Montag, 17. Mai 2010


Some cultural historian once wrote that trees have taught the Germanic peoples how to stand straight and march in line. While that may have been a bit polemically exaggerated, it certainly does have a point. I do think that even today people of Middle and Northern Europe –and their cultural descendants elsewhere- share certain cultural traits that could be recurred to some kind of forest lore. Trees have not only given us shelter, have kept us warm with their leaves and the fuel that their wood provided for our fires, but also have given us culture: letters (the German Buchstabe [literally: beech-stick] means letter) as well as writing, books, prophecy, myth and oracle-magic (a future); yet also dreaminess, wisdom and the famed idealism. Trees teach us how to face life standing up straight, how to have pride in ourselves, but they also reveal and sway and again conceal things beyond our reach: the skies and the sun and beyond those- the stars and the ocean of night, and they sing of them with the voices of leaves.

I seem to remember that one of my favourite authors, J.R.R Tolkien, was especially fond of trees, too. Maybe in an essay about his mythopoetical theories that was attached to the story called 'Leaf by Niggle', he wrote something to the effect of: 'small-minded, mediocre persons cannot stand large trees, they cannot live next to them, cannot tolerate anything greater near them- so they cut them down.' Sadly, when I look into certain suburbs and modern gardens and homes (and minds!), I have to agree with him.


Laguna Beach Trad hat gesagt…

I agree with this, and in fact was just reading something on this topic, Germanics as people of the misty forests and tree covered mountains. A remnant, perhaps, of our Hyperborean origins.

v. Braun. hat gesagt…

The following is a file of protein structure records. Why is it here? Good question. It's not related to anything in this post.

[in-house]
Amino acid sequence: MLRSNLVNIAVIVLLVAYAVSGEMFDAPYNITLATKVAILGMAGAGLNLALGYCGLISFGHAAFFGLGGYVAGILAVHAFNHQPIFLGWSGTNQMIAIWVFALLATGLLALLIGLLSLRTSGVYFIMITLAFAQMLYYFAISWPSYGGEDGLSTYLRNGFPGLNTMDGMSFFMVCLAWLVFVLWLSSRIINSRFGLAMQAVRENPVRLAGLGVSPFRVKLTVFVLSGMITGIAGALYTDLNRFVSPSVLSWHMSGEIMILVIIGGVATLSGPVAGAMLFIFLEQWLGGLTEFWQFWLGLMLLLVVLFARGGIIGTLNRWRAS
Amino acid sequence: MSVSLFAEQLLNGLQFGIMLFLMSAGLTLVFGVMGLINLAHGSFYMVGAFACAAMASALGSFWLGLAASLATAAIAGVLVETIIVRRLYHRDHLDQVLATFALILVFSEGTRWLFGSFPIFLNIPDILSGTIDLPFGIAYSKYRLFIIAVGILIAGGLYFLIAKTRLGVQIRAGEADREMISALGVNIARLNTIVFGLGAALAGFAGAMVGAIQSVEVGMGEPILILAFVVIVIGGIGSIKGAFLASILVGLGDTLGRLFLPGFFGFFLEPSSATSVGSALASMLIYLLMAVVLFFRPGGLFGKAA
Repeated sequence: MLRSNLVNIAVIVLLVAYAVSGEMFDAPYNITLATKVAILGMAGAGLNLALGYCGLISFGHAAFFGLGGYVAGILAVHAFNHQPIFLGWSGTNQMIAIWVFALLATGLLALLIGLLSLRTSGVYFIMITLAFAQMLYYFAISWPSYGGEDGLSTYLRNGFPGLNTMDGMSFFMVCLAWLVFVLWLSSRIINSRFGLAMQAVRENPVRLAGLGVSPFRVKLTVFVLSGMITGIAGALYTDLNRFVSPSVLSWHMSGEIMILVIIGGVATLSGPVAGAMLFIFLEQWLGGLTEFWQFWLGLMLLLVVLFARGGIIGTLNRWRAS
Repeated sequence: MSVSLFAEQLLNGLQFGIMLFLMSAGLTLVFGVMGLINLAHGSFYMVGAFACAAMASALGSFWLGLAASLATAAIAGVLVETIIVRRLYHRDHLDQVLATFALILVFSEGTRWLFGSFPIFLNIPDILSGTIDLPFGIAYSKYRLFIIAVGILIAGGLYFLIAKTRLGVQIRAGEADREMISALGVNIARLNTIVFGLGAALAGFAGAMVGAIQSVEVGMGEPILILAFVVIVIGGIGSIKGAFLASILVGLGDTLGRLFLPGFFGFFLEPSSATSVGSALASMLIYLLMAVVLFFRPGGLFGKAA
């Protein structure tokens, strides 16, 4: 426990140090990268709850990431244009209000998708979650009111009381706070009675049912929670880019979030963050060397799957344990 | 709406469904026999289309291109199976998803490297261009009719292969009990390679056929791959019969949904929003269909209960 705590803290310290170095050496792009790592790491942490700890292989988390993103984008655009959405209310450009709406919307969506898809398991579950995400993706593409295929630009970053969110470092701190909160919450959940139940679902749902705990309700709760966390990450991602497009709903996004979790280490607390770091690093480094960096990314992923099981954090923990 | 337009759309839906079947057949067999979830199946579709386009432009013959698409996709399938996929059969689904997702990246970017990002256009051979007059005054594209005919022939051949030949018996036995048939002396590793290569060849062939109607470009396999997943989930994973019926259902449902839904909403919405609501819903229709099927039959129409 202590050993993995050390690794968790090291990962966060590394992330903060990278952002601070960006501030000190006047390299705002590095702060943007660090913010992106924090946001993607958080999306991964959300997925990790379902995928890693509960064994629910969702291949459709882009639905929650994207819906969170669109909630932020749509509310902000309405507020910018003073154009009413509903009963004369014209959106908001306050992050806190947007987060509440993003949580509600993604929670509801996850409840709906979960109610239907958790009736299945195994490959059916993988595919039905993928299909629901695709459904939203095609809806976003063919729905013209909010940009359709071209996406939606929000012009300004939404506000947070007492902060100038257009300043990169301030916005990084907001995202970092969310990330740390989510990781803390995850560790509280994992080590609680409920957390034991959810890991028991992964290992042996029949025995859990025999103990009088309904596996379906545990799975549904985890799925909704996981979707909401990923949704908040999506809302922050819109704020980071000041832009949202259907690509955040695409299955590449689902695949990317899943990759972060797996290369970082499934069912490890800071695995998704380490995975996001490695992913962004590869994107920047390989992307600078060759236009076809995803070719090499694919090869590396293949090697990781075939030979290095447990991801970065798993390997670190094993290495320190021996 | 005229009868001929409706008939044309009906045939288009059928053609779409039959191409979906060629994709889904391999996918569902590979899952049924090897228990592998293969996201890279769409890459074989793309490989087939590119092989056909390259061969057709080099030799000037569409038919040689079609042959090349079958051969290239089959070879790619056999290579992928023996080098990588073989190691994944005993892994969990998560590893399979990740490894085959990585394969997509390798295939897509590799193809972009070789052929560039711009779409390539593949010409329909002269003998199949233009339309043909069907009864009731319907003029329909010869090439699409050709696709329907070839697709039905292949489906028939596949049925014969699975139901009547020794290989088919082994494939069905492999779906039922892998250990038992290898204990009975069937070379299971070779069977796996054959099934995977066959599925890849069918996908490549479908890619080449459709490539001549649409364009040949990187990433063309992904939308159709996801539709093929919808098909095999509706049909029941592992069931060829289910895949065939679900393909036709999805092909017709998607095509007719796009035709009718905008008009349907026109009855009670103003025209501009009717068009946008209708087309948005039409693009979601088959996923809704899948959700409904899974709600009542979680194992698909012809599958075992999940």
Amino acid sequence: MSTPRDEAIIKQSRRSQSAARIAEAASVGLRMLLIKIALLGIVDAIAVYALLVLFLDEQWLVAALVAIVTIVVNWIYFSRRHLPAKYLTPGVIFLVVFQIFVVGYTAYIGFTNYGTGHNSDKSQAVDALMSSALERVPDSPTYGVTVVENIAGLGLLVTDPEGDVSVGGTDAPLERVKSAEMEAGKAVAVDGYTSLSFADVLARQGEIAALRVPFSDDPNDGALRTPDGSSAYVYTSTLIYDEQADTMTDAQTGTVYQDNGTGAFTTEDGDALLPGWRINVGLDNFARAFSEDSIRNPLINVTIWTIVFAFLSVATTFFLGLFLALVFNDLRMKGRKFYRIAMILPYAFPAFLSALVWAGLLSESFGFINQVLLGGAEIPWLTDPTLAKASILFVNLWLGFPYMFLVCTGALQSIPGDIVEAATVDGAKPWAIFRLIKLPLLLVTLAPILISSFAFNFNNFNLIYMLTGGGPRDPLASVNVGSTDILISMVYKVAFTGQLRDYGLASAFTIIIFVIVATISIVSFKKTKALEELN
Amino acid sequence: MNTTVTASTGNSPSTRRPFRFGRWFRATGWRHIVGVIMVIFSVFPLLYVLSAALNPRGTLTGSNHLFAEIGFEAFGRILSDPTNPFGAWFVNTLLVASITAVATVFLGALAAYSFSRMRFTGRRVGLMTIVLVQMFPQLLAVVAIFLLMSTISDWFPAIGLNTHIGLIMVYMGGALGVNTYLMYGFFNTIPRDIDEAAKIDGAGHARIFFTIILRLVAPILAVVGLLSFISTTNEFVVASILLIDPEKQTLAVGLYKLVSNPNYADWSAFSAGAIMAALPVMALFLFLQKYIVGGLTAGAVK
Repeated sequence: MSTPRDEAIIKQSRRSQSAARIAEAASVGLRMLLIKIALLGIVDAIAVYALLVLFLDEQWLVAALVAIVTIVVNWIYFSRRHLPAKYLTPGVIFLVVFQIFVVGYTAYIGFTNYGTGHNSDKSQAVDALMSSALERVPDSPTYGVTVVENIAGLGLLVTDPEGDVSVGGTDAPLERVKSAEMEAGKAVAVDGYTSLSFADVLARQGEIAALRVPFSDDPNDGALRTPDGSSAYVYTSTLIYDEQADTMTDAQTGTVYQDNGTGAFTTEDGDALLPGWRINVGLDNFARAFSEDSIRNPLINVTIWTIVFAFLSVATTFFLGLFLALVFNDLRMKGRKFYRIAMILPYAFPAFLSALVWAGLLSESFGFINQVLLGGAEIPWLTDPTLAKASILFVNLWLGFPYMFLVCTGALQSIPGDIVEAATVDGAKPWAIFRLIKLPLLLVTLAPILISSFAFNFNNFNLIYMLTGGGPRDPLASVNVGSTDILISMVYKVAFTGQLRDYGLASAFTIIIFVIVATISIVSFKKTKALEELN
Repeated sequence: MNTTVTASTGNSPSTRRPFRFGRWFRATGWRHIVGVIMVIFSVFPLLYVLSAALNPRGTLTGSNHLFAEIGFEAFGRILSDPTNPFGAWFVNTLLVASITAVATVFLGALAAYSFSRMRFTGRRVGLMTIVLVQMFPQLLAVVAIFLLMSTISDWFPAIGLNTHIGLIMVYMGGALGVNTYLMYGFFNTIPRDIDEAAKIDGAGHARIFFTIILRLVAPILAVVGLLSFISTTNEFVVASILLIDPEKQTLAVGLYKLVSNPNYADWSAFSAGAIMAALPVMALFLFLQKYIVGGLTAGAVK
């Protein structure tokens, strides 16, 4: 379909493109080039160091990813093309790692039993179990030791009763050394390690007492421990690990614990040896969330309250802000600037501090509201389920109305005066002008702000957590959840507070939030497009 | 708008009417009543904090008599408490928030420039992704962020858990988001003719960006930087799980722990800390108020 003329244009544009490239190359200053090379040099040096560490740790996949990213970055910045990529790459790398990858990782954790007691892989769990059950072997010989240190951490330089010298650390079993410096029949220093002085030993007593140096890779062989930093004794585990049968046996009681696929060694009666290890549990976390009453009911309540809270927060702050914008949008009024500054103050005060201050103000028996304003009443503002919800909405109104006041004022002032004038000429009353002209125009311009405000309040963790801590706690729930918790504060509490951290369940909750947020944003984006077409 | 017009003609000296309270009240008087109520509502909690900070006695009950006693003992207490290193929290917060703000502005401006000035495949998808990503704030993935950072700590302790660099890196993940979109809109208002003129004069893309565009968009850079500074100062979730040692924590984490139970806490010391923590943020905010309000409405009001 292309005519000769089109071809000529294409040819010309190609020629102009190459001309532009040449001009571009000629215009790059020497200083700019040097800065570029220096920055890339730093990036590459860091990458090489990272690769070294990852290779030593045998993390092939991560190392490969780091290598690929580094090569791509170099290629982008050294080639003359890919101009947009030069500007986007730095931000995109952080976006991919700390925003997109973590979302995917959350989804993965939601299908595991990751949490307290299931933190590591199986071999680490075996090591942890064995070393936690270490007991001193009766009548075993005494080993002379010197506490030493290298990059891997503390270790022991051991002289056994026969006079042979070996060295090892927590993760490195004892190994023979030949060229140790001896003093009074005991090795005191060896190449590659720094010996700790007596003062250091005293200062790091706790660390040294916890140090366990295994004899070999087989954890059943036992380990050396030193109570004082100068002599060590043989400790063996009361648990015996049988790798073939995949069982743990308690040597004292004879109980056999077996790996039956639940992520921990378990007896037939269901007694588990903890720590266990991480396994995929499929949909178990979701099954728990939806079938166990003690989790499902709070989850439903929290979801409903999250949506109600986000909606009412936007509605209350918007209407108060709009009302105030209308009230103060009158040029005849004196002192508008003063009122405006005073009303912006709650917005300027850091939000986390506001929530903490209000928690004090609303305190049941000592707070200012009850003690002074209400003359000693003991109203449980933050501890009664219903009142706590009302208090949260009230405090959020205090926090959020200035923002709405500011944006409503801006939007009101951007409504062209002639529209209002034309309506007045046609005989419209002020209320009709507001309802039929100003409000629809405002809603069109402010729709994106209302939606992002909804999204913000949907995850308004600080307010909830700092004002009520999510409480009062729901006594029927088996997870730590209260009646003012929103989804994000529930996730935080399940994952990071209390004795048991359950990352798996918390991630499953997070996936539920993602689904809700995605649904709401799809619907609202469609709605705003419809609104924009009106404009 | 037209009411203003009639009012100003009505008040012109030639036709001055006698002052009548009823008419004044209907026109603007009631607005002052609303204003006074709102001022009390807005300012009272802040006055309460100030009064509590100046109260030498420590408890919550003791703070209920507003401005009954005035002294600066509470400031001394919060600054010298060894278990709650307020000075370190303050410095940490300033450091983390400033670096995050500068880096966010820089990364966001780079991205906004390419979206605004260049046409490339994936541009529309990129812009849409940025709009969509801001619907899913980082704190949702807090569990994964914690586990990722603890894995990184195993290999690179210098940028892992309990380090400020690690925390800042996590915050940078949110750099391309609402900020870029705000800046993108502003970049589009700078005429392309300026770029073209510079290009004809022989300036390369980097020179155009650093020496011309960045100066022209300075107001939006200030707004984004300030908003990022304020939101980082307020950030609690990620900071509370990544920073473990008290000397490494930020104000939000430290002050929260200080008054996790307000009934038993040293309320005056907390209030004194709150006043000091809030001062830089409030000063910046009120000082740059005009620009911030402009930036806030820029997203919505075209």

That's nice, I had also read a good book last year that could give one a good overview and provide one with many (also mythical) leads. It was called Arktos...

Another one, less occultish and more scholarly and mythologically- tinted, I had read recently by Paul Hermann, a 19th century scholar about German Mythology (maybe not available in English, or you'd have to look around a bit)...

I'm not sure, but that polemic quote about the Germans as militaristic tree-lovers was maybe from Elias Canetti, of all people (just found it, excuse the longwinded reply):

'The crowd symbol of the Germans was the army. But the army was more than just the army; it was the marching forest. In no other modern country has the forest-feeling remained as alive as it has in Germany. The parallel rigidity of the upright trees and their density and number fill the heart of the German with a deep and mysterious delight. To this day he loves to go deep into the forest where his forefathers lived; he feels at one with the trees.'

Simon Friedrich hat gesagt…

Another author who has written excellent things about trees, also a German, is Ernst Jünger. In particular, he wrote one called "Der Baum", as far as I know untranslated into English. But then you probably read German, right?

As with most of his work, this one too contains unique insights, totally self-conceived insights that could only come from an anarch.

Do you know Jünger?


v. Braun. hat gesagt…

Yes, I know Jünger but haven't read 'Der Baum'.

'Danke für den Hinweis!'